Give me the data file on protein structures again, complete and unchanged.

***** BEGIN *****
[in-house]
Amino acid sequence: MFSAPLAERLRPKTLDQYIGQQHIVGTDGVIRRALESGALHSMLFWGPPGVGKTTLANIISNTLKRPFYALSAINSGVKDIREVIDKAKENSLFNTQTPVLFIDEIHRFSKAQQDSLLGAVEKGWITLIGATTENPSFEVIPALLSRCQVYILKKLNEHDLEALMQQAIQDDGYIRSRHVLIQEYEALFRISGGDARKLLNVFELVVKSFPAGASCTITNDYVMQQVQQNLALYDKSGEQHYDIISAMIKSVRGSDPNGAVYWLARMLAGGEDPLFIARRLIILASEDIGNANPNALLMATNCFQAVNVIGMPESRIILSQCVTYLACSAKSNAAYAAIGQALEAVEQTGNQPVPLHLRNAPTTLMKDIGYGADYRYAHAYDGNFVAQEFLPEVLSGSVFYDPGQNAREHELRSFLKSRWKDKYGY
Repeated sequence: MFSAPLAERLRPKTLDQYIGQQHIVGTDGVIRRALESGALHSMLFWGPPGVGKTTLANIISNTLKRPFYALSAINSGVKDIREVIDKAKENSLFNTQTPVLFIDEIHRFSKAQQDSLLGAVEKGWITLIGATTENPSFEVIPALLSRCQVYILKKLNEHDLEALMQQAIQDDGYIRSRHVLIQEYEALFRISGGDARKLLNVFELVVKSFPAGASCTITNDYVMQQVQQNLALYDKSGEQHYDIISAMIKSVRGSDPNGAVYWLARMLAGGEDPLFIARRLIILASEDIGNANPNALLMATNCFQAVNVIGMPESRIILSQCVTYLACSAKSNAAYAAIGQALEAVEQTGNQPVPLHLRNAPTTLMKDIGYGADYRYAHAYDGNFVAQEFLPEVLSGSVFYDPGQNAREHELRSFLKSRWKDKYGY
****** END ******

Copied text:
[in-house]
Amino acid sequence: MFSAPLAERLRPKTLDQYIGQQHIVGTDGVIRRALESGALHSMLFWGPPGVGKTTLANIISNTLKRPFYALSAINSGVKDIREVIDKAKENSLFNTQTPVLFIDEIHRFSKAQQDSLLGAVEKGWITLIGATTENPSFEVIPALLSRCQVYILKKLNEHDLEALMQQAIQDDGYIRSRHVLIQEYEALFRISGGDARKLLNVFELVVKSFPAGASCTITNDYVMQQVQQNLALYDKSGEQHYDIISAMIKSVRGSDPNGAVYWLARMLAGGEDPLFIARRLIILASEDIGNANPNALLMATNCFQAVNVIGMPESRIILSQCVTYLACSAKSNAAYAAIGQALEAVEQTGNQPVPLHLRNAPTTLMKDIGYGADYRYAHAYDGNFVAQEFLPEVLSGSVFYDPGQNAREHELRSFLKSRWKDKYGY
Repeated sequence: MFSAPLAERLRPKTLDQYIGQQHIVGTDGVIRRALESGALHSMLFWGPPGVGKTTLANIISNTLKRPFYALSAINSGVKDIREVIDKAKENSLFNTQTPVLFIDEIHRFSKAQQDSLLGAVEKGWITLIGATTENPSFEVIPALLSRCQVYILKKLNEHDLEALMQQAIQDDGYIRSRHVLIQEYEALFRISGGDARKLLNVFELVVKSFPAGASCTITNDYVMQQVQQNLALYDKSGEQHYDIISAMIKSVRGSDPNGAVYWLARMLAGGEDPLFIARRLIILASEDIGNANPNALLMATNCFQAVNVIGMPESRIILSQCVTYLACSAKSNAAYAAIGQALEAVEQTGNQPVPLHLRNAPTTLMKDIGYGADYRYAHAYDGNFVAQEFLPEVLSGSVFYDPGQNAREHELRSFLKSRWKDKYGY